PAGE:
Harare — Zimbabwe’s main opposition Movement for Democratic Change (MDC) staged a peaceful protest in the capital, Harare, to demand a series of electoral reforms before the country votes on July 30 in the first ballot since Robert Mugabe stepped down as president.
Several hundred people, some of them carrying placards reading, "No to Bogus polling stations" and "Free and fair elections", joined a march on Tuesday to the electoral commission’s offices where they presented their demands, including that the opposition be given the right to scrutinise the voters’ roll and equal access to the media. MDC leader Nelson Chamisa is due to address the party’s supporters later in the day.
EU monitors will observe the vote for the first time since 2002. President Emmerson Mnangagwa and Chamisa are seen as the front-runners in the presidential race.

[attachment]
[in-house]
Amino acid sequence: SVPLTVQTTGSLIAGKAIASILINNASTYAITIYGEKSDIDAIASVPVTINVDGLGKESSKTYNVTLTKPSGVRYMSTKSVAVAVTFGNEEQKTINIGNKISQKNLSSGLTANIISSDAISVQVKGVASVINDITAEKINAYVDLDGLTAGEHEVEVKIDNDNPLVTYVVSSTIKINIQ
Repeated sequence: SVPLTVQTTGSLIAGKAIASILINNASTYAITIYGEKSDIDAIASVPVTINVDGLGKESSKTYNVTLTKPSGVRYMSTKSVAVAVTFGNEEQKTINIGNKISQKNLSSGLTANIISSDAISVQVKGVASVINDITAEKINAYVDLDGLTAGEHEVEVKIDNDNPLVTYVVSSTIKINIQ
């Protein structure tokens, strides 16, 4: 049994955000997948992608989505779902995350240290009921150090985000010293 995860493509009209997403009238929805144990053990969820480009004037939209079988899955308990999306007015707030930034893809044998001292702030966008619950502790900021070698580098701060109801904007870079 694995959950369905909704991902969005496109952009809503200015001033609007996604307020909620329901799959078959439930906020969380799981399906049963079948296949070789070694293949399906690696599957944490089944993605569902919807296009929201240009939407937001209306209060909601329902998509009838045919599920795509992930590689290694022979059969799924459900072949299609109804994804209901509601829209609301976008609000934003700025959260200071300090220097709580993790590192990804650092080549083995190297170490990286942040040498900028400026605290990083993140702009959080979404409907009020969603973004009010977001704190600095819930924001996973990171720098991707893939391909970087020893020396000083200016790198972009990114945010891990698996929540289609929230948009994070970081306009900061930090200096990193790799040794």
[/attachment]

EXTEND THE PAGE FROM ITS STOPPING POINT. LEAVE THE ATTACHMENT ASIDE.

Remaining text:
Police gave permission for the opposition protest and ordered the youth wing of the ruling Zanu-PF to call off a planned counter-demonstration.
Last month, the country’s constitutional court ruled against one of the opposition’s demands — to allow Zimbabweans living abroad to have the right to vote for the first time.
The election will take place as the nation’s economy, which has halved in size since 2000, faces a cash crisis that limits withdrawals from banks and the government’s ability to pay state workers on time.